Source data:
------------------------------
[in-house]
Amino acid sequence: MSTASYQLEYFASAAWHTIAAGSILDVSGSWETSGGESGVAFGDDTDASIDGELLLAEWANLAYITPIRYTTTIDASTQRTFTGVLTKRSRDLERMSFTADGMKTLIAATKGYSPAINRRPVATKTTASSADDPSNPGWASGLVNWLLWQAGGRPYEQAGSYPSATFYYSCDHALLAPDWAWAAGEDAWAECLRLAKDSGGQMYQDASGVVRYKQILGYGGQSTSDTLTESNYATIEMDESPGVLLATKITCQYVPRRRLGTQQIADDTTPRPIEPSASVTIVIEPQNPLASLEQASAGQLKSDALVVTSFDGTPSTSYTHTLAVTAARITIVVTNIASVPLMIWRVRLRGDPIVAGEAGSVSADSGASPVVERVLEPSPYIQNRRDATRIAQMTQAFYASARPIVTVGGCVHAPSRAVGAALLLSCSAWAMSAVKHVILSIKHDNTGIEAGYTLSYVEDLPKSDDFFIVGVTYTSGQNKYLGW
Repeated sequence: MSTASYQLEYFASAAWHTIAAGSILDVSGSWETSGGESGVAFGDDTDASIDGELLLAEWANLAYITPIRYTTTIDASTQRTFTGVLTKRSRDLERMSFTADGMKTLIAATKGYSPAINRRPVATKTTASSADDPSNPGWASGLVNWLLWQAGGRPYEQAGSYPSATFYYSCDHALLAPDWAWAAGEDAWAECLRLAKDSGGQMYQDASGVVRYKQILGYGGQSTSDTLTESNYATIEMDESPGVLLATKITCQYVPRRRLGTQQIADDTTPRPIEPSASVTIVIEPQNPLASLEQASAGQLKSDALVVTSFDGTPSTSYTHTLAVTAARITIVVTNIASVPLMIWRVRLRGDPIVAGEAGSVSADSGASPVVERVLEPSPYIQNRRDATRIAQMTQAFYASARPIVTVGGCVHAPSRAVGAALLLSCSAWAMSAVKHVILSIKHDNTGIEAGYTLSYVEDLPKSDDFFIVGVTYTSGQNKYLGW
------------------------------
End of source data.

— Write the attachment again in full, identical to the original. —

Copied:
[in-house]
Amino acid sequence: MSTASYQLEYFASAAWHTIAAGSILDVSGSWETSGGESGVAFGDDTDASIDGELLLAEWANLAYITPIRYTTTIDASTQRTFTGVLTKRSRDLERMSFTADGMKTLIAATKGYSPAINRRPVATKTTASSADDPSNPGWASGLVNWLLWQAGGRPYEQAGSYPSATFYYSCDHALLAPDWAWAAGEDAWAECLRLAKDSGGQMYQDASGVVRYKQILGYGGQSTSDTLTESNYATIEMDESPGVLLATKITCQYVPRRRLGTQQIADDTTPRPIEPSASVTIVIEPQNPLASLEQASAGQLKSDALVVTSFDGTPSTSYTHTLAVTAARITIVVTNIASVPLMIWRVRLRGDPIVAGEAGSVSADSGASPVVERVLEPSPYIQNRRDATRIAQMTQAFYASARPIVTVGGCVHAPSRAVGAALLLSCSAWAMSAVKHVILSIKHDNTGIEAGYTLSYVEDLPKSDDFFIVGVTYTSGQNKYLGW
Repeated sequence: MSTASYQLEYFASAAWHTIAAGSILDVSGSWETSGGESGVAFGDDTDASIDGELLLAEWANLAYITPIRYTTTIDASTQRTFTGVLTKRSRDLERMSFTADGMKTLIAATKGYSPAINRRPVATKTTASSADDPSNPGWASGLVNWLLWQAGGRPYEQAGSYPSATFYYSCDHALLAPDWAWAAGEDAWAECLRLAKDSGGQMYQDASGVVRYKQILGYGGQSTSDTLTESNYATIEMDESPGVLLATKITCQYVPRRRLGTQQIADDTTPRPIEPSASVTIVIEPQNPLASLEQASAGQLKSDALVVTSFDGTPSTSYTHTLAVTAARITIVVTNIASVPLMIWRVRLRGDPIVAGEAGSVSADSGASPVVERVLEPSPYIQNRRDATRIAQMTQAFYASARPIVTVGGCVHAPSRAVGAALLLSCSAWAMSAVKHVILSIKHDNTGIEAGYTLSYVEDLPKSDDFFIVGVTYTSGQNKYLGW